1. Computer Tech Support Scams

Whether a website pop-up, an email, or a phone call, Tech Support scams are an effective way to dupe unsuspecting people into providing confidential information, credit card information, and, worse, remote control to their computer. Older citizens who may lack knowledge about computers and cybersecurity are particularly vulnerable to this scam, which goes like this. A pop-up message or blank screen on a computer or phone telling the victim their device is damaged and needs an urgent fix or data, especially precious photos, could be lost forever. When the victim calls the provided support number for help, the scammer will try to gather as much information as they can, which will help them commit other forms of fraud or identity theft. The cybercriminal may also request remote access to the older person’s computer, allowing access to credit card and bank account information. The fraudster may claim a small fee for the service, not much so that it does not set off any alerts, but the real prize is the credit card number provided for the payment, which can be used for additional fraudulent transactions later. According to the FBI’s 2021 Elder Fraud Report, the Internet Crime Complaint Center (IC3) fielded 13,900 tech support fraud complaints from older victims who suffered nearly $238 million in losses.

  1. The Grandparent Scam

Many Americans over the age of 55 have grandchildren. As a person approaches age 70 and up, those grandchildren may be teenagers or young adults. This is a predictable audience for perpetrators of The Grandparent Scam. A caller may start the call with an urgent or upset tone, saying, “Hi, Grandpa, do you know who this is?” This question instantly lowers defenses, implying that this must be someone you know. If an unaware grandparent says the name of a grandchild, the scammer will confirm, instantly securing their trust. “Is this Billy?” “Yes, it’s Billy, Grandpa. I’m in trouble.” The scammer will ask for money for urgent financial needs like a disabled vehicle, school loans, or jail bond. The criminal will ask that the grandparent pays via gift cards or money transfer so they can access the money and remain anonymous. In other versions of this scam, the caller may pretend that they are an arresting officer or lawyer, even going so far as pretending to be a courier hired by the grandchild and going to the home of the elder to pick up cash or cards.

While these five scams are the most prevalent, they are not the end of the line.

Other Scams to Watch Out For

  • Counterfeit Prescription Drugs, COVID Prevention, and Fake Anti-Aging Products. These prevalent online scams are useful to criminals to gather credit card and other personal information of unsuspecting seniors by selling substandard or ineffective treatments, which is not only a financial risk but also a health risk.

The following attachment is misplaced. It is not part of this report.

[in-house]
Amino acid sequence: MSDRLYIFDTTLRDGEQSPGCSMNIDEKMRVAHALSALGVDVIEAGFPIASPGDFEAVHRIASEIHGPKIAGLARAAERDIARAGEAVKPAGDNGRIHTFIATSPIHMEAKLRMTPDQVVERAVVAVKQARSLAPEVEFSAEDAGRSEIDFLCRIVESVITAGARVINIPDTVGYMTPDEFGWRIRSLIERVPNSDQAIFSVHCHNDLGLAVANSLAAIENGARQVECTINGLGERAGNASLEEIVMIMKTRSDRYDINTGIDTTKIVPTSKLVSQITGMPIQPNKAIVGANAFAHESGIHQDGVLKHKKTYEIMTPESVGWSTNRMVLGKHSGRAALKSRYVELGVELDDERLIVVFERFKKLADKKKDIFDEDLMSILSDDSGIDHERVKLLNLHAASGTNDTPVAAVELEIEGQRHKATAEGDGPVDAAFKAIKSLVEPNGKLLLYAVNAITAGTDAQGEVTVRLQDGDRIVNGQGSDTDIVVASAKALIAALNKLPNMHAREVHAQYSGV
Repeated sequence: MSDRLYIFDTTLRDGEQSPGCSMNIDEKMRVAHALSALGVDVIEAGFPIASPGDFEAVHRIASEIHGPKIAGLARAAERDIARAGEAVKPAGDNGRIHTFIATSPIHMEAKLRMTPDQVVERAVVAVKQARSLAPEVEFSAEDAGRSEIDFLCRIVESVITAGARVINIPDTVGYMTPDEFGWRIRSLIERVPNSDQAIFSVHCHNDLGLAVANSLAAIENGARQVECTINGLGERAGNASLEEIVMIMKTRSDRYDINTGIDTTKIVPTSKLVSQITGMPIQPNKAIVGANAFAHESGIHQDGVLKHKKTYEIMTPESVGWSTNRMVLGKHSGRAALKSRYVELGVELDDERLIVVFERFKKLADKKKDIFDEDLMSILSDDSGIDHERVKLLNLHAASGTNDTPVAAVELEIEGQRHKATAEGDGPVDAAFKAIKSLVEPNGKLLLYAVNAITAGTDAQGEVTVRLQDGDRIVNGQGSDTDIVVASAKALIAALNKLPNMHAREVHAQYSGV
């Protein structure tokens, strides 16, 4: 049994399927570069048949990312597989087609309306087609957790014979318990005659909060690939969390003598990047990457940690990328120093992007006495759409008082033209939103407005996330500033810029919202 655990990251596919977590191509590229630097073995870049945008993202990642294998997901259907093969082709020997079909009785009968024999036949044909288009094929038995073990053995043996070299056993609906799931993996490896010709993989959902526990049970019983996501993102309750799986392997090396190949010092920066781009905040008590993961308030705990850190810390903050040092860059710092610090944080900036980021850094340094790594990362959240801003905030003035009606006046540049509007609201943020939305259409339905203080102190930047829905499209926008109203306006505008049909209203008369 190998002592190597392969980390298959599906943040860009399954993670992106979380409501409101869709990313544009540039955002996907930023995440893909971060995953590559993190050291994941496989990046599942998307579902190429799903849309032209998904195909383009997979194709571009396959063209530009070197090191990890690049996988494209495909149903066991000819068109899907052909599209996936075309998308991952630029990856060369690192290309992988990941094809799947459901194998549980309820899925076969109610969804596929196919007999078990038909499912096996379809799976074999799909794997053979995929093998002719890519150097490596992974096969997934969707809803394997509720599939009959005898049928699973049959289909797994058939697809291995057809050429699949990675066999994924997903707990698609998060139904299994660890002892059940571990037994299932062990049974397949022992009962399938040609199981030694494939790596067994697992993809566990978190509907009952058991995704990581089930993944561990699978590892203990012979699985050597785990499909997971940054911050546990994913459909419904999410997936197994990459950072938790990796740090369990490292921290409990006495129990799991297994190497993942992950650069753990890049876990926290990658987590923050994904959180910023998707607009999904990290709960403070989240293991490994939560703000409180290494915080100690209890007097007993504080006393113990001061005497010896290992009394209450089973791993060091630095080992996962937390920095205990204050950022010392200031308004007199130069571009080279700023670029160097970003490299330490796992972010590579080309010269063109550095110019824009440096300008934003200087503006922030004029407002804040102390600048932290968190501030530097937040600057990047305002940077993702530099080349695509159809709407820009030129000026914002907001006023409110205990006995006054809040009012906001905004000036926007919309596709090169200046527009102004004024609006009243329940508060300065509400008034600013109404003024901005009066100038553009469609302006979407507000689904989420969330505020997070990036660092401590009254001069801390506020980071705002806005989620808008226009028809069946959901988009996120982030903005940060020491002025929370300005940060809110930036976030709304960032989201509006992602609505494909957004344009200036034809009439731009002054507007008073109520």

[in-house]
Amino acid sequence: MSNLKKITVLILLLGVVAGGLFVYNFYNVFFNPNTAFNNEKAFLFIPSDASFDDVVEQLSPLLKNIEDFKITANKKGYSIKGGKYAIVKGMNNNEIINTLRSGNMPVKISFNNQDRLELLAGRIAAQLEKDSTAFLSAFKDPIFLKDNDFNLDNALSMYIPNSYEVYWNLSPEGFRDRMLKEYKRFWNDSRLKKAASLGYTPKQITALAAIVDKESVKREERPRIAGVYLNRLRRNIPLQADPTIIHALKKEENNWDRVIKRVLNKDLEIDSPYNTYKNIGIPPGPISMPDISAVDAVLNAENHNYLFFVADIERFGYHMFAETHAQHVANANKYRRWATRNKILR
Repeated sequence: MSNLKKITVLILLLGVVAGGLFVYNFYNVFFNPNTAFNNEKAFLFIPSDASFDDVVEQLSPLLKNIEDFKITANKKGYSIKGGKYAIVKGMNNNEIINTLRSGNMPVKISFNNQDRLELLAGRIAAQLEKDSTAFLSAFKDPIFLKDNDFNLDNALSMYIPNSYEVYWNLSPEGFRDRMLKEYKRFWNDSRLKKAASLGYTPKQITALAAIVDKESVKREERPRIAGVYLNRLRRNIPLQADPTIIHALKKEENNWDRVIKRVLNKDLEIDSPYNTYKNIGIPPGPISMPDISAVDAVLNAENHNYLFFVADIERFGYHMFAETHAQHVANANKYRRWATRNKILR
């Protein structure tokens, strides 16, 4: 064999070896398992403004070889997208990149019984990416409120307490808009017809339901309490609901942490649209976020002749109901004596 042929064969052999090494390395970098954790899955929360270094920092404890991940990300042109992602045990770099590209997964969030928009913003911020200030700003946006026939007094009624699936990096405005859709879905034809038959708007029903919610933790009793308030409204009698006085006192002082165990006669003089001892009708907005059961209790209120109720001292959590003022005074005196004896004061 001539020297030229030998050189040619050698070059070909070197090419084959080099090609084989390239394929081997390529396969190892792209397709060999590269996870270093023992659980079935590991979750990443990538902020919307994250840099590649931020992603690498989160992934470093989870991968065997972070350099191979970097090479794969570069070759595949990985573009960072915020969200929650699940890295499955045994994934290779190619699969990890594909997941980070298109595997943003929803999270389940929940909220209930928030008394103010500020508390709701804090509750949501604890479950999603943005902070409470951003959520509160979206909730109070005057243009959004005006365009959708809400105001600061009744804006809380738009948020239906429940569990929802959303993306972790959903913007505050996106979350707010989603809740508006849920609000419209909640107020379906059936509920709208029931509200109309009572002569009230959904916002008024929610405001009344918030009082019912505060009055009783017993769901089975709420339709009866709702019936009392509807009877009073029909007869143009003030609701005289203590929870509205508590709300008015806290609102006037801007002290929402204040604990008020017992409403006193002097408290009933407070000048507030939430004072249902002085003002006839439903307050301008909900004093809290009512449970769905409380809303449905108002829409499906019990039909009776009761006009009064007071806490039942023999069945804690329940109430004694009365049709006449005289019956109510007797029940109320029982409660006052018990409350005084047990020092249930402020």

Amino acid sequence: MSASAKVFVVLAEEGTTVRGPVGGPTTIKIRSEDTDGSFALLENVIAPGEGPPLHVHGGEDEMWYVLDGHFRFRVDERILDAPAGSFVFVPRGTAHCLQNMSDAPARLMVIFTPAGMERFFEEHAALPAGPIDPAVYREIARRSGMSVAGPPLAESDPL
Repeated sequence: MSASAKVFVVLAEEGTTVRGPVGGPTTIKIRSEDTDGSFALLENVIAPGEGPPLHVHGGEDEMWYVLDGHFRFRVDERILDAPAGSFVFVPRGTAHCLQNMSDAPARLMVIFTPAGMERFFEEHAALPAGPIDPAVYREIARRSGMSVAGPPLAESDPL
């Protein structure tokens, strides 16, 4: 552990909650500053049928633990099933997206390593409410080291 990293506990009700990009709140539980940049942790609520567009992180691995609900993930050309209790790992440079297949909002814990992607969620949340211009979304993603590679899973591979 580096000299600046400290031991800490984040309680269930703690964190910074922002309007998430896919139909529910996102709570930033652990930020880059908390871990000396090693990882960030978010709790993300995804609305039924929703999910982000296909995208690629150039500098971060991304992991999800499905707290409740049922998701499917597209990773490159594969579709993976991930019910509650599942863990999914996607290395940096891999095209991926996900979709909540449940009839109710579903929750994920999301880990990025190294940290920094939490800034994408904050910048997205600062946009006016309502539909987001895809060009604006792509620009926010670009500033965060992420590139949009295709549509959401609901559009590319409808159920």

• Fake Employment Opportunities. NCOA states that Over 15 million (or roughly 1 in 3) older adults aged 65+ are economically insecure, with an average annual income of only $25,760. In addition, these seniors may see a need to help other family members with their financial challenges. These situations make the elderly susceptible to fake “work from home” scams. The purpose of this scam is to gain the personal information of the senior, especially their Social Security number, which the scammer can sell on the black market or use for identity theft, further complicating the victim’s financial woes.
  • Sweetheart Scams. Those who have recently lost a spouse or are isolated due to medical concerns or other circumstances are especially vulnerable to people seeking to form a bond through friendship or romance. Unfortunately, heartless and unscrupulous scammers know this as well. People you meet on the internet could have a long-term motive (a year or more) to gain the trust and access to the savings of unsuspecting seniors. People 70+ years of age experience the highest incidence, with an average loss per victim of almost $10,000.

How Can You Better Protect Yourself and Your Loved One? Follow these tips from the FBI.

  • Recognize scam attempts and end all communication with the perpetrator.
  • Search online for the proposed offer’s contact information (name, email, phone number, addresses). Other people have likely posted information about individuals and businesses trying to run scams online.